As a past critic of US President Barack Obama’s passivity in the face of Syrian
slaughter, I was immensely impressed with his forcefulness in holding Syrian
President Bashar Assad accountable for the use of sarin gas.
contrary, it was Republican opposition to Obama’s plans to punish Syria for
gassing children that was so sorely disappointing, to say the least. Is there
any greater justification for attacking a country’s military than when it
engages in mass murder of children? And yes, I know the objections. It might not
be productive in stopping Assad’s regime, the strategic objectives need to be
more clearly defined. Presidents can’t be cowboys and attack without
Congressional approval and United Nations support.
Afghanistan is still a
mess, do we really need further Middle Eastern entanglements? And, of course,
America is near broke.
But towering above all these considerations were
the bodies of hundreds of dead children. How do you signal to Syria and all
those who would follow its example, especially Iran, that using nerve agents
against innocent people will never be tolerated.
I was therefore shocked
to hear Obama reverse course and say that time was not pressing to punish Syria,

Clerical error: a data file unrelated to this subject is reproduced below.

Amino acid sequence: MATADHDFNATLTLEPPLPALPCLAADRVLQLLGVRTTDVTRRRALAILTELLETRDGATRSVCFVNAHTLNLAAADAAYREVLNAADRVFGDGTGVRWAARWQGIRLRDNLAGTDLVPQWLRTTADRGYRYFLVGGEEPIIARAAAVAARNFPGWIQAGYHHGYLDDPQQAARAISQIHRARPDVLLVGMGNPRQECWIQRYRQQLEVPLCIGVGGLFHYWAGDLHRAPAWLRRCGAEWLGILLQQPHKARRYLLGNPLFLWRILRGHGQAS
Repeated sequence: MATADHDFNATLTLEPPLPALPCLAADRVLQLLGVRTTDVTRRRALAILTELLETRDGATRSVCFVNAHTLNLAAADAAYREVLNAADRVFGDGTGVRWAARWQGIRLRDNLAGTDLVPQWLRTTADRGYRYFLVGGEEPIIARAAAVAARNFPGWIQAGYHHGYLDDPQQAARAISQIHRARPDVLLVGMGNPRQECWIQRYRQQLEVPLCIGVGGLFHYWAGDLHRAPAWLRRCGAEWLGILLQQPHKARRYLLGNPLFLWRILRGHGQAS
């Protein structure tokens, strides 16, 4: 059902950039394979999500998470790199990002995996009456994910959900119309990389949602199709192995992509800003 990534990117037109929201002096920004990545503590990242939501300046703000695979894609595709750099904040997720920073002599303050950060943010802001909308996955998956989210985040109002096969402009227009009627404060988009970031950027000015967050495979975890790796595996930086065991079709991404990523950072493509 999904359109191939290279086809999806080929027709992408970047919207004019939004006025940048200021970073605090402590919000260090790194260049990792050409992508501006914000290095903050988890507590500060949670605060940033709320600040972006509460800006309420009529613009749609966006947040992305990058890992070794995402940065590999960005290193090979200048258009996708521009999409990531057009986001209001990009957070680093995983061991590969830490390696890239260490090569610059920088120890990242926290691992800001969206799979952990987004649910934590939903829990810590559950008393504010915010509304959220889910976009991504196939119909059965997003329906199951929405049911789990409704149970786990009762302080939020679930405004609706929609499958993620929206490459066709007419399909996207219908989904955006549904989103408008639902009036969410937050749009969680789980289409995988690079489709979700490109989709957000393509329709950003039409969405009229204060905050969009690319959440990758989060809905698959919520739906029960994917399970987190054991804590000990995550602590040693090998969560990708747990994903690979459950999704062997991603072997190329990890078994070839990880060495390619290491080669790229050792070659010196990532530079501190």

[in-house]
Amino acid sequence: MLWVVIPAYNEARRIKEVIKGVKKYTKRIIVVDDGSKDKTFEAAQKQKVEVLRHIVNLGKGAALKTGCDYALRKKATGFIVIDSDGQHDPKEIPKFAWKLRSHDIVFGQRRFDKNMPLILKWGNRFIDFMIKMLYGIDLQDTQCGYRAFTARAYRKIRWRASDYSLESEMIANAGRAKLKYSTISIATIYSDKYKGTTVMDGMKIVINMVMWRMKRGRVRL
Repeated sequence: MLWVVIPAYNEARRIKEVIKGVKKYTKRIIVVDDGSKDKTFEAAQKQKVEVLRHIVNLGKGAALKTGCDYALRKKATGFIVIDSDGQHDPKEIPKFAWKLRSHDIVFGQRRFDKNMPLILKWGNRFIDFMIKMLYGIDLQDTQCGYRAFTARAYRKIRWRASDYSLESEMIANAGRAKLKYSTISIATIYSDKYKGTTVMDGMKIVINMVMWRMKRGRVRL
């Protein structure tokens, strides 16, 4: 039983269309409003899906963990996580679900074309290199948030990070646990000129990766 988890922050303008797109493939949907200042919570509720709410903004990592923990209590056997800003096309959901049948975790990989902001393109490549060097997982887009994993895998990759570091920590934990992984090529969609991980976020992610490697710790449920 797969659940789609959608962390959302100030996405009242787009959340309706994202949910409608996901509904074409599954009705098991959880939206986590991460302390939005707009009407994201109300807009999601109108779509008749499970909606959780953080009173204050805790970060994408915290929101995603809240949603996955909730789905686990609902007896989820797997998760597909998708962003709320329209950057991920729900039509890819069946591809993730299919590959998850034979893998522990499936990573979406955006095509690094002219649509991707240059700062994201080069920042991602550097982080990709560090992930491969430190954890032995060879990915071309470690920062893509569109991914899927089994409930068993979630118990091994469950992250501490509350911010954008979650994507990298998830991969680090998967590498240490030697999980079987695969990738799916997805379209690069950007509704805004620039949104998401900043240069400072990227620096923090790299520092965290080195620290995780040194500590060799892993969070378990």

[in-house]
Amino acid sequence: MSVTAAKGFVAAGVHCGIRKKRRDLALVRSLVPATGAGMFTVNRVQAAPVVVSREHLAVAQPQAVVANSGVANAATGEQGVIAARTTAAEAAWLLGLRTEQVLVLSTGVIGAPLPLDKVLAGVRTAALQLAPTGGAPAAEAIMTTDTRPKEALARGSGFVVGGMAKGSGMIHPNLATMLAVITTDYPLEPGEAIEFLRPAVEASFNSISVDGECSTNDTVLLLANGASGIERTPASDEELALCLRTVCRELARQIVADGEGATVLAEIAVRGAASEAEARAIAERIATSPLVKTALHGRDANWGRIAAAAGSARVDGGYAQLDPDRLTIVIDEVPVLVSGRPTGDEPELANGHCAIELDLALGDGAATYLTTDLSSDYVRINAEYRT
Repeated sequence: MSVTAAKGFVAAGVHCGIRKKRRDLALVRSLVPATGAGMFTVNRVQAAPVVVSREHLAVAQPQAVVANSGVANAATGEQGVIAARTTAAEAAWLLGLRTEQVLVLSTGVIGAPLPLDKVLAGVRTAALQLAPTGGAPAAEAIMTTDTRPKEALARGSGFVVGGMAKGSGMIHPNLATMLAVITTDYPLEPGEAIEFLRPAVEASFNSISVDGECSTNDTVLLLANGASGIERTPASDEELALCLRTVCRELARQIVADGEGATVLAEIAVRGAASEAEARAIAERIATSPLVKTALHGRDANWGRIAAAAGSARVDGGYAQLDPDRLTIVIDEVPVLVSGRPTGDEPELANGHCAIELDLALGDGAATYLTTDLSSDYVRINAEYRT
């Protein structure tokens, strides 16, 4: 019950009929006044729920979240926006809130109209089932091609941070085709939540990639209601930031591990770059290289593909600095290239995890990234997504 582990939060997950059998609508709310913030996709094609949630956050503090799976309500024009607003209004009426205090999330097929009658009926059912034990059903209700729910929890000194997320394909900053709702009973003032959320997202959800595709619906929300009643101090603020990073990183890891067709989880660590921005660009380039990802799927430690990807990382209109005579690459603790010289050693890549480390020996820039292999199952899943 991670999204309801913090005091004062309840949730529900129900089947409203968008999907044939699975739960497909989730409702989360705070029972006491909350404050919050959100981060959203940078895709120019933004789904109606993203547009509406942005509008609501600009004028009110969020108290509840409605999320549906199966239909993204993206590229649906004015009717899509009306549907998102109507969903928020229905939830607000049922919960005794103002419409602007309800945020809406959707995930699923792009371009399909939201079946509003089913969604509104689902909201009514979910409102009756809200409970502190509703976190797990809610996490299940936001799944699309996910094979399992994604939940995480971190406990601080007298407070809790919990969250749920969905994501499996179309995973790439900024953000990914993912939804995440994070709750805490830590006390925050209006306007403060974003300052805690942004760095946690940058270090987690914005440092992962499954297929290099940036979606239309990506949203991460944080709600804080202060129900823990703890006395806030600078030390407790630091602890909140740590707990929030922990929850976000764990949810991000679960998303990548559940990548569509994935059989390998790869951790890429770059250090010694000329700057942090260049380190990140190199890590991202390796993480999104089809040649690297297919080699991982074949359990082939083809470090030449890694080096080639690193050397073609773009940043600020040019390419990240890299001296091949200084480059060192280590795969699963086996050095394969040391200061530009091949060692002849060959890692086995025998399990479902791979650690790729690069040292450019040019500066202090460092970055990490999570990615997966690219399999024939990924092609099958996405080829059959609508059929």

that he would seek Congressional approval and wider support for his
Let’s be clear: If the gassing of children is not an urgent
matter than nothing is. Timing is everything. When the Jewish lobby in World War
II asked US president Franklin D.
Roosevelt to bomb the tracks to
Auschwitz, people were being gassed at a rate of 15,000 per day. Waiting one
week would cost the lives of another 100,000 people.
In Syria, the
numbers are smaller though still horrific. Already 100,000 dead. But would we
tolerate even another 400 kids being gassed? And if you are going to insist on
Congressional approval – which neither Reagan, when he attacked Libya, nor
Clinton when he attacked Afghanistan and Sudan, sought – then at least call
Congress back from recess.
In the Jewish community we often speak of how,
during the Holocaust, not many people gave a damn as six million Jews were
rapidly exterminated. So how can we as a community afford not to speak out when
Arab children are gassed? Where is the outrage? I’m not for putting boots on the
ground in Syria. I’m just as weary as other Americans because of Iraq and
Afghanistan – and especially the ingratitude shown by so many Muslim countries
that we liberated – to see American men and women die to create Islamist
countries that are not fully committed to liberal democracy. I also know that
America right now can’t afford much.
Our national debt is a crisis of its
But we sure as heck can afford a few dozen cruise missiles and we
sure as heck can bring the war straight to Assad’s doorstep by destroying his
presidential palaces so he’s forced to live like the animal he is in
subterranean shelters. Furthermore, The Wall Street Journal suggested in an
editorial last week that we can use our missiles not just for Obama’s declared
“shot across the bow,” which suggests that we won’t hit any substantive targets,
but instead strike the six airfields being most used by Syria’s Air Force and